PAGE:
Defassa Waterbuck Defassa Waterbuck
Defassa Waterbuck

Scientific Classification

Common Name
defassa waterbuck
Genus Species
Kobus (native African name) ellipsiprymnus defassa; defassa represents sub-species

Fast Facts

The defassa waterbuck is a large, robust animal with long, shaggy hair and a brown-gray coat that emits an oily secretion from its sweat glands, which acts as a water repellent. It also has large, rounded ears and white patches above the eyes, and around the nose and mouth and throat. The common waterbuck has a conspicuous white ring encircling a dark rump, while the defassa has wide white patches on either side of the rump.
Male:  Males are generally about 25% larger than the females. Only males have horns, prominently ringed and as long as 100 cm (40 in.). The horns are widely spaced and curve gracefully back and up.
Male:  Shoulder height of males about 125 cm (4.2 ft.)
148.5 to 225 kg (330 to 500 lbs.)
Includes coarse grasses seldom eaten by other grazing animals and occasionally browse leaves from certain trees and bushes
Gestation lasts approximately 280 days
Sexual Maturity
2.5 to 3 years
Life Span
Up to 18 years
South of the Sahara
Inhabits areas close to water in savanna grasslands, gallery forests and riverine woodlands.
Global: Unknown
IUCN: Lower Risk/Conservation Dependent
CITES: Not listed
USFWS: Not listed

Fun Facts

  1. Despite its name, the waterbuck is not actually aquatic. Rather, they are frequently found in the vicinity of rivers and lakes. They will often venture into the water to escape predators.
  2. Within all of the species in this genus, the waterbuck spends the least amount of time in wet areas, often venturing out into woodlands.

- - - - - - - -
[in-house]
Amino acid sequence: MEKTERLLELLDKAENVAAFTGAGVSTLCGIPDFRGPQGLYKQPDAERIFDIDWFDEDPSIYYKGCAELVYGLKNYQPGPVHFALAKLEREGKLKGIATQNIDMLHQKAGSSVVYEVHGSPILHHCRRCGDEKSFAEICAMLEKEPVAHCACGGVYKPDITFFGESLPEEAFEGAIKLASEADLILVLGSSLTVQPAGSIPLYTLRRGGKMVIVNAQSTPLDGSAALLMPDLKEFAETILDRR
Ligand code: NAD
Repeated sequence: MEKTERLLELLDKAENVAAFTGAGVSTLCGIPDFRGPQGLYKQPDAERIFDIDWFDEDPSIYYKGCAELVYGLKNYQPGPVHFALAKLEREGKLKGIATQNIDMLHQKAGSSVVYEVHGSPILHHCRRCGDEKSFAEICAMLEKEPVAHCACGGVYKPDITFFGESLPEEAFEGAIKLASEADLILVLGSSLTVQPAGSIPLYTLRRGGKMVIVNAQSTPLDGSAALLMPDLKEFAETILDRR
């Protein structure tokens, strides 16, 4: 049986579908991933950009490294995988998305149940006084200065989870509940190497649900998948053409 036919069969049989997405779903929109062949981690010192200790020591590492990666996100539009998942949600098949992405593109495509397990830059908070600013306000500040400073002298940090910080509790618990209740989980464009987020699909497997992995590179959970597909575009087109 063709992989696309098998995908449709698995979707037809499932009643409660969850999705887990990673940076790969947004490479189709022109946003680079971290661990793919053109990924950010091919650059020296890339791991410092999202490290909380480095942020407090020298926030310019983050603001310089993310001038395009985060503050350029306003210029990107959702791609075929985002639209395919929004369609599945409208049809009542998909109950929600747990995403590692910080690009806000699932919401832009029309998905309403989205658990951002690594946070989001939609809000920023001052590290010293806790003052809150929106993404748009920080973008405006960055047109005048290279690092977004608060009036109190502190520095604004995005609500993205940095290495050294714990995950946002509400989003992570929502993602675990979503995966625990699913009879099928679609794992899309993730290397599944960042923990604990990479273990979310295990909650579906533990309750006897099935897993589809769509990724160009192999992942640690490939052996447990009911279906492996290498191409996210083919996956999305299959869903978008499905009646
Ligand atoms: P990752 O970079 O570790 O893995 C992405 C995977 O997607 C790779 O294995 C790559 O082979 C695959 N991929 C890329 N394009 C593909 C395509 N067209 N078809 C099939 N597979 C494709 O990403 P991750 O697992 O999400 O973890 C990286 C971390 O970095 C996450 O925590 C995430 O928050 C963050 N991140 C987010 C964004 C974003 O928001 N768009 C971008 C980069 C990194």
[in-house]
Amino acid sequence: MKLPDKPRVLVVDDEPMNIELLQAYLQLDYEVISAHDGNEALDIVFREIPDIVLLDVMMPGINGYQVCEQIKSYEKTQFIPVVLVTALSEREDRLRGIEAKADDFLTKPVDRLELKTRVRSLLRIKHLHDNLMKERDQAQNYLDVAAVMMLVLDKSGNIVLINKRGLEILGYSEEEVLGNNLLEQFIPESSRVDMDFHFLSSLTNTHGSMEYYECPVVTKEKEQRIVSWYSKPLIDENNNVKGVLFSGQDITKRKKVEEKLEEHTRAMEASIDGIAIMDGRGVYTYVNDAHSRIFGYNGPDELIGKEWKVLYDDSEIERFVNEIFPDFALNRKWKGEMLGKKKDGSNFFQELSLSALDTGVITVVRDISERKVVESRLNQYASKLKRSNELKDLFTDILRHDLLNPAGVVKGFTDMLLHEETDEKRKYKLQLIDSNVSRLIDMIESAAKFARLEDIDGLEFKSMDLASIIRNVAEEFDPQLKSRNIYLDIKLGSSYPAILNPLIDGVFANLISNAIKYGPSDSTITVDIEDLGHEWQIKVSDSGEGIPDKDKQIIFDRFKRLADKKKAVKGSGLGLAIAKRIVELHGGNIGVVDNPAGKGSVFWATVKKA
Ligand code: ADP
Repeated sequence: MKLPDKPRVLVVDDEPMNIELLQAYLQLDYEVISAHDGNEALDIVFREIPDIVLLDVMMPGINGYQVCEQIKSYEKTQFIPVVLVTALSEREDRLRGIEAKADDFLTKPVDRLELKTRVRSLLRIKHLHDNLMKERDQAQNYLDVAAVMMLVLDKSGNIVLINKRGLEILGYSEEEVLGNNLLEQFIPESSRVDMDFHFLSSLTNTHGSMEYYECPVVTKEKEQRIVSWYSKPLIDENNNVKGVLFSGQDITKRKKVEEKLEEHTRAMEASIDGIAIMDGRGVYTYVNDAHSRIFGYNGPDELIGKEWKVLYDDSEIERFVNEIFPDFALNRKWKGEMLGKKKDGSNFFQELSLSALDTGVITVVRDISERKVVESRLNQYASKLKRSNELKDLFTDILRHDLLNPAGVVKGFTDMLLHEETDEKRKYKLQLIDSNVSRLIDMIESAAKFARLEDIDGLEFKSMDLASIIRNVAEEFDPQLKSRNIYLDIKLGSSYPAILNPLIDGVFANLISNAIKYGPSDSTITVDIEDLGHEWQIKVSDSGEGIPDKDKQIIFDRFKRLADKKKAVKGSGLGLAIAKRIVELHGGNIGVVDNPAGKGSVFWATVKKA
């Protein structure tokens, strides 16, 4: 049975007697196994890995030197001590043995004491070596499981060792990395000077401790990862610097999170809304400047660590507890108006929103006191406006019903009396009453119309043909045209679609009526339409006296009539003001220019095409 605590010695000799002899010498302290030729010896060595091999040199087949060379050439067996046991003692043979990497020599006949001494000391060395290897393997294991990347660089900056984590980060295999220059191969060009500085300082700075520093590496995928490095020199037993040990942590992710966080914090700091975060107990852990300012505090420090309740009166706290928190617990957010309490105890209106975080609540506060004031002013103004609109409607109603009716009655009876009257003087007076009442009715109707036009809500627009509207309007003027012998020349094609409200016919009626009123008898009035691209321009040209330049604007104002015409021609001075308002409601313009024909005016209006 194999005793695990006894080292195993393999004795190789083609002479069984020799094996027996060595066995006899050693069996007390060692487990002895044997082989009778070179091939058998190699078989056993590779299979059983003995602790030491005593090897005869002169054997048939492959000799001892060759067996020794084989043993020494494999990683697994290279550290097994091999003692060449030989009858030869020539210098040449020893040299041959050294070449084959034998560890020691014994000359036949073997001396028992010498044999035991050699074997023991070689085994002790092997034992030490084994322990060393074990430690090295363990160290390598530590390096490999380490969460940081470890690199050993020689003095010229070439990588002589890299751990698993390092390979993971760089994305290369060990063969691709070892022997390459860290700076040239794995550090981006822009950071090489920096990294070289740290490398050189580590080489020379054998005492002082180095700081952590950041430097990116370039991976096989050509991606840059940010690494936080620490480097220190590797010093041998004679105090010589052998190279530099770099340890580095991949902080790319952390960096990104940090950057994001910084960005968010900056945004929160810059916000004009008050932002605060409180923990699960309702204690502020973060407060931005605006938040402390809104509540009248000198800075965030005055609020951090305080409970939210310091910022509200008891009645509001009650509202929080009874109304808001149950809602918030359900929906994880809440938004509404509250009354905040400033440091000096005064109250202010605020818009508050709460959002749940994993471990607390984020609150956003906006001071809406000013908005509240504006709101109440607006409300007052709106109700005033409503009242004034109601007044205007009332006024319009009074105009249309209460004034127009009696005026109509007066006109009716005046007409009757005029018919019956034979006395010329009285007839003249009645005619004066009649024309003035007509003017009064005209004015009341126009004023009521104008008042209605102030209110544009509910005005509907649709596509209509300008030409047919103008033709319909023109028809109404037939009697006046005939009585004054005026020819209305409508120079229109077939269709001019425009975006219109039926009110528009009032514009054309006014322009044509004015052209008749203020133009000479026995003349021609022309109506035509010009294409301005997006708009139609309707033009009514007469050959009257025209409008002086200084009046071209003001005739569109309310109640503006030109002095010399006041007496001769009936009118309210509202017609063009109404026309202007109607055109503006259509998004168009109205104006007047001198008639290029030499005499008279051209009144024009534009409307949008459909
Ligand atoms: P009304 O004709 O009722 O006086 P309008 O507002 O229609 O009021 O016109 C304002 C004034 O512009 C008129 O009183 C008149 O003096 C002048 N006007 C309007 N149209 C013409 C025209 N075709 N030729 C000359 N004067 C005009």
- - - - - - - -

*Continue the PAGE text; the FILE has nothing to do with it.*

3. These antelope are sedentary animals. Waterbucks do not migrate or move great distances, so territories are usually held year round. Like some other antelopes, the male does not mark his territory with dung or urine; his presence and smell are sufficient.
  4. When the defessa and common waterbucks have bordering ranges they often interbreed; as a result, some scientists consider the two groups as a single species instead of two separate species was they are referred to by others researchers.
  5. At 7 to 9 months, males are driven from their maternal family and join up with a bachelor herd. These groups have a distinct social hierarchy based on size and strength, and contests are frequent. Around 6 to 7 years, males become territorial, defending them against mature rivals with posturing and fights. These territories are maintained throughout the year, but a male is generally overthrown before he reaches 10 years of age.

Ecology and Conservation

Due to their dependency on the reed beds and shrub growth for foraging in wetland habitats, water development projects such as damming and rerouting water for hydroelectric power in some regions pose a possible threat to waterbuck. 

Their grassland habitat is also being reduced due to habitat destruction for agricultural development. 

Most waterbuck species have experienced declining numbers due to uncontrolled hunting. 

Antelope are important to their habitats as grazers and browsers. They are also important as prey for carnivores such as lions, leopards, wild dogs, and spotted hyena.


Nowak, R. M. Walker's Mammals of the World Fifth Ed.. Vol. II, Baltimore, MD: Johns Hopkins University Press, 1991.

Parker, S.P. Grzimek's Encyclopedia: Mammals. Vol. 5, New York: McGraw-Hill Publishing Company, 1990.

Spinage, C.A. The Natural History of Antelope. New York: Facts on File Publications, 1986.

African Wildlife Foundation.